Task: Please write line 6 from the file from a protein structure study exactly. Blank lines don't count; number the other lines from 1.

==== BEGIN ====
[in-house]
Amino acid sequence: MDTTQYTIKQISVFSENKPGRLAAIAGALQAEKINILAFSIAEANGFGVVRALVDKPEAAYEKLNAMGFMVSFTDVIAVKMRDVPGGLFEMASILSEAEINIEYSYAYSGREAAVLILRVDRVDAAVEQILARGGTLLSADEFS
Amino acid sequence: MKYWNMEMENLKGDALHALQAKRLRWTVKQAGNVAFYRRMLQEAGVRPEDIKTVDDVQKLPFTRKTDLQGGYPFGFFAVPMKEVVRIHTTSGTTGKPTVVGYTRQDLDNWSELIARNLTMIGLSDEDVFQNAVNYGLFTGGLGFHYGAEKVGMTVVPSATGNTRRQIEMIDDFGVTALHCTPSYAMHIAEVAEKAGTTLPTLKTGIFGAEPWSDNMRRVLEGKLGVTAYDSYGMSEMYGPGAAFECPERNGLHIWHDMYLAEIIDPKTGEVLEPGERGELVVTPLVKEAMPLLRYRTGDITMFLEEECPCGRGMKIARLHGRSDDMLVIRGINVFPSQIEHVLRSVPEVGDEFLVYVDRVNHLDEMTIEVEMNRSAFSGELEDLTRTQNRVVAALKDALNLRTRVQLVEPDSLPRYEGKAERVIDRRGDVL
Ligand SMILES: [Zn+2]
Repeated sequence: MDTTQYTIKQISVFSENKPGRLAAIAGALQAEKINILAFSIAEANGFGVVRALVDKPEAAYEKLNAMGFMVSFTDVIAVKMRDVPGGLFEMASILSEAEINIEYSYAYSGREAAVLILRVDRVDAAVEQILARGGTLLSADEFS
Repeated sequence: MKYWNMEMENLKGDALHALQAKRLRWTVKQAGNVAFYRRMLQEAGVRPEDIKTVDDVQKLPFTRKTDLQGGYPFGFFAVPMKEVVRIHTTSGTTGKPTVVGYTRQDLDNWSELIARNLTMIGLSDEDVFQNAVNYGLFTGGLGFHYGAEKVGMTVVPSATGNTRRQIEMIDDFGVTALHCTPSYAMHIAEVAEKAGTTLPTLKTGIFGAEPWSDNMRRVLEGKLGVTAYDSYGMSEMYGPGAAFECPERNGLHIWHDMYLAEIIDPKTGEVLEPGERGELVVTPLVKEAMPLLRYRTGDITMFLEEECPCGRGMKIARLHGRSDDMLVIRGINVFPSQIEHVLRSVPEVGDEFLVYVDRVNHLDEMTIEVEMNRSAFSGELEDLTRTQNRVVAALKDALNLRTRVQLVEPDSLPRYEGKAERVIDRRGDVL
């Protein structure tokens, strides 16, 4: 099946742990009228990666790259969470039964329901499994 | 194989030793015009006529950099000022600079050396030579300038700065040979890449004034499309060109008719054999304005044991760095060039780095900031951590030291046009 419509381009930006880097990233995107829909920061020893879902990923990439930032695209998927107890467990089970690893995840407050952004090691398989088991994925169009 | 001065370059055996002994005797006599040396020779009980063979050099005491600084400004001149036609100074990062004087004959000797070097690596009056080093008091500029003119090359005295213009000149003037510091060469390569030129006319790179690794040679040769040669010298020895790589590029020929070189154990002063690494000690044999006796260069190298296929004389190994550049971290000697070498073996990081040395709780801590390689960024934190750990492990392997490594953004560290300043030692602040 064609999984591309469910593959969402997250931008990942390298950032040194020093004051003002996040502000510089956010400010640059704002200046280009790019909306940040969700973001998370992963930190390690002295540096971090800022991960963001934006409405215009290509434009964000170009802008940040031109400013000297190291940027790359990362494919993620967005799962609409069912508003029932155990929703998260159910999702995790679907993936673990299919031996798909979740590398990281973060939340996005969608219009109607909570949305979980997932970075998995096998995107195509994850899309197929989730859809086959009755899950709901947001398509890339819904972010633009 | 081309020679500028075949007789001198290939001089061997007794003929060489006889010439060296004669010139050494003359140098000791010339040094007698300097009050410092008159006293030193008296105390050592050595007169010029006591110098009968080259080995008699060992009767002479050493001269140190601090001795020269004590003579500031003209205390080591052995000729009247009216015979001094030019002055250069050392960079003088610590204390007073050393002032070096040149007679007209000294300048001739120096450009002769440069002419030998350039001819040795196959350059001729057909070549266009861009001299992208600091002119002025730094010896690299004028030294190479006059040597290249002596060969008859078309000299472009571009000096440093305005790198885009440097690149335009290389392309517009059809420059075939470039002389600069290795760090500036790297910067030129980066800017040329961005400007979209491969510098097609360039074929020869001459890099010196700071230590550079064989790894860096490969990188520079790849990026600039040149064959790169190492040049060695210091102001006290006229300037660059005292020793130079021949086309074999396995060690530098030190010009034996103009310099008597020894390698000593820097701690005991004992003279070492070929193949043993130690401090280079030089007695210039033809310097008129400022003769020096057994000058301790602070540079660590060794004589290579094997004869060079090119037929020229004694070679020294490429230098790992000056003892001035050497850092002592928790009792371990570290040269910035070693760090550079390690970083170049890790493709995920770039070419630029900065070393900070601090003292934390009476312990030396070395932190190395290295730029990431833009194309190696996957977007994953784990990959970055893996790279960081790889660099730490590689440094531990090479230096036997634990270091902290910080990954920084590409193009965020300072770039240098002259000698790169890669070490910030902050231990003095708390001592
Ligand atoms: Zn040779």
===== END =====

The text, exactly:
Repeated sequence: MKYWNMEMENLKGDALHALQAKRLRWTVKQAGNVAFYRRMLQEAGVRPEDIKTVDDVQKLPFTRKTDLQGGYPFGFFAVPMKEVVRIHTTSGTTGKPTVVGYTRQDLDNWSELIARNLTMIGLSDEDVFQNAVNYGLFTGGLGFHYGAEKVGMTVVPSATGNTRRQIEMIDDFGVTALHCTPSYAMHIAEVAEKAGTTLPTLKTGIFGAEPWSDNMRRVLEGKLGVTAYDSYGMSEMYGPGAAFECPERNGLHIWHDMYLAEIIDPKTGEVLEPGERGELVVTPLVKEAMPLLRYRTGDITMFLEEECPCGRGMKIARLHGRSDDMLVIRGINVFPSQIEHVLRSVPEVGDEFLVYVDRVNHLDEMTIEVEMNRSAFSGELEDLTRTQNRVVAALKDALNLRTRVQLVEPDSLPRYEGKAERVIDRRGDVL